Situated in the port of Pornic, Château de Pornic has long been a symbol of the town. The castle is privately owned and not open to the public. The castle is bordered on one side by the sea and is constructed on a defensive site. In the Middle Ages, it provided for the defence of the port.
In the 10th century, Alan Wrybeard, Duke of Britanny, built and fortified a wooden castle. It was occupied by a garrison who protected the entrance to Pornic. In the 12th century, it was the property of the Lords of Rais who rebuilt it in stone. In the 15th century, it belonged to Gilles de Rais but was confiscated by the Duke of Britanny at the time of his trial. In the 18th century, it belonged to Marquis de Brie Serrant whose properties were confiscated during the French Revolution. The castle fell into ruin. The castle was bought at the end of the 19th century by Monsieur Lebreton, founder of the seawater baths, and restored by the architect François Bougoüin who gave it its present appearance with its fully arched windows dressed in brick in the style of the Italian architecture of the Château de Clisson.References:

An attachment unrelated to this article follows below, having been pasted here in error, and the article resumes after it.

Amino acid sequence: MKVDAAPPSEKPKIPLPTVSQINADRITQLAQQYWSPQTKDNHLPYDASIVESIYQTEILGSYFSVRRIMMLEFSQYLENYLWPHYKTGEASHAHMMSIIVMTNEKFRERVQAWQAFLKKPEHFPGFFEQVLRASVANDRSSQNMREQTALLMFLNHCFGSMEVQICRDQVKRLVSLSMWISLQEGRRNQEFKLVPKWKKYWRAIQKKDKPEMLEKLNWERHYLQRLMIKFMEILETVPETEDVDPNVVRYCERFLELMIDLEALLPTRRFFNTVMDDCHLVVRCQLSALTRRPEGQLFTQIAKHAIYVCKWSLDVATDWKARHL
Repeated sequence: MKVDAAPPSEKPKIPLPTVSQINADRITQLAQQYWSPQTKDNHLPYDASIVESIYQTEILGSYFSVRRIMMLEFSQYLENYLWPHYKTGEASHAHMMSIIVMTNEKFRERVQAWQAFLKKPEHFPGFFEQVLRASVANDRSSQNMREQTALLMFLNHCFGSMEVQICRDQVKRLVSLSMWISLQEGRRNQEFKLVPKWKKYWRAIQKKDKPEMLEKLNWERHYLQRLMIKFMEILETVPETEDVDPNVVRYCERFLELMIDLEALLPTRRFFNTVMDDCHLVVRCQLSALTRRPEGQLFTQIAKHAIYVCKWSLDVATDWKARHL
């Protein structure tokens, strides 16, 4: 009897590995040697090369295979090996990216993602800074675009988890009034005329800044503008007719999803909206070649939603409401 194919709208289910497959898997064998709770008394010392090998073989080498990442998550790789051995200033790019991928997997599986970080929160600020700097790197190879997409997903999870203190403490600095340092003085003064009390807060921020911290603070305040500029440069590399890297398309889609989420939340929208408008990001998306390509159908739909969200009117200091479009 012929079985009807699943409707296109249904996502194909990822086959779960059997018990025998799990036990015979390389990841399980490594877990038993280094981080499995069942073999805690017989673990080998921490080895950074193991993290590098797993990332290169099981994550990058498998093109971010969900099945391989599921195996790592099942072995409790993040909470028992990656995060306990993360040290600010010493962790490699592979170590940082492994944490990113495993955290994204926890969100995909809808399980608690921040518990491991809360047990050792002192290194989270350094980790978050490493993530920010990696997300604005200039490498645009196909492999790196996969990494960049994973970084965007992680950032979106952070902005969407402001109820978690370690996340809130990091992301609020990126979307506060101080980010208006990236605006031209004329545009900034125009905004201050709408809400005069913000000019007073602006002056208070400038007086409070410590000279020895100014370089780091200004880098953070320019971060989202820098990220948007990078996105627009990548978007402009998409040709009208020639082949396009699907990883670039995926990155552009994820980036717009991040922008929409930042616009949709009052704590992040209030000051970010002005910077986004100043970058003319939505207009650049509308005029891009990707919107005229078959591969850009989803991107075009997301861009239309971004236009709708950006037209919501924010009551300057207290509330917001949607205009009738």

Medvedgrad is a medieval fortified town located on the south slopes of Medvednica mountain, approximately halfway from the Croatian capital Zagreb to the mountain top Sljeme. For defensive purposes it was built on a hill, Mali Plazur, that is a spur of the main ridge of the mountain that overlooks the city. On a clear day the castle can be seen from far away, especially the high main tower. Below the main tower of the castle is Oltar Domovine (Altar of the homeland) which is dedicated to Croatian soldiers killed in the Croatian War of Independence.
In 1242, Mongols invaded Zagreb. The city was destroyed and burned to the ground. This prompted the building of Medvedgrad. Encouraged by Pope Innocent IV, Philip Türje, bishop of Zagreb, built the fortress between 1249 and 1254. It was later owned by bans of Slavonia. Notable Croatian and Hungarian poet and ban of Slavonia Janus Pannonius (Ivan Česmički) died in the Medvedgrad castle on March 27, 1472.
The last Medvedgrad owners and inhabitants was the Gregorijanec family, who gained possession of Medvedgrad in 1562. In 1574, the walls of Medvedgrad were reinforced, but after the 1590 Neulengbach earthquake, the fortress was heavily damaged and ultimately abandoned. It remained in ruins until the late 20th century, when it was partly restored and now offers a panoramic view of the city from an altitude of over 500 meters.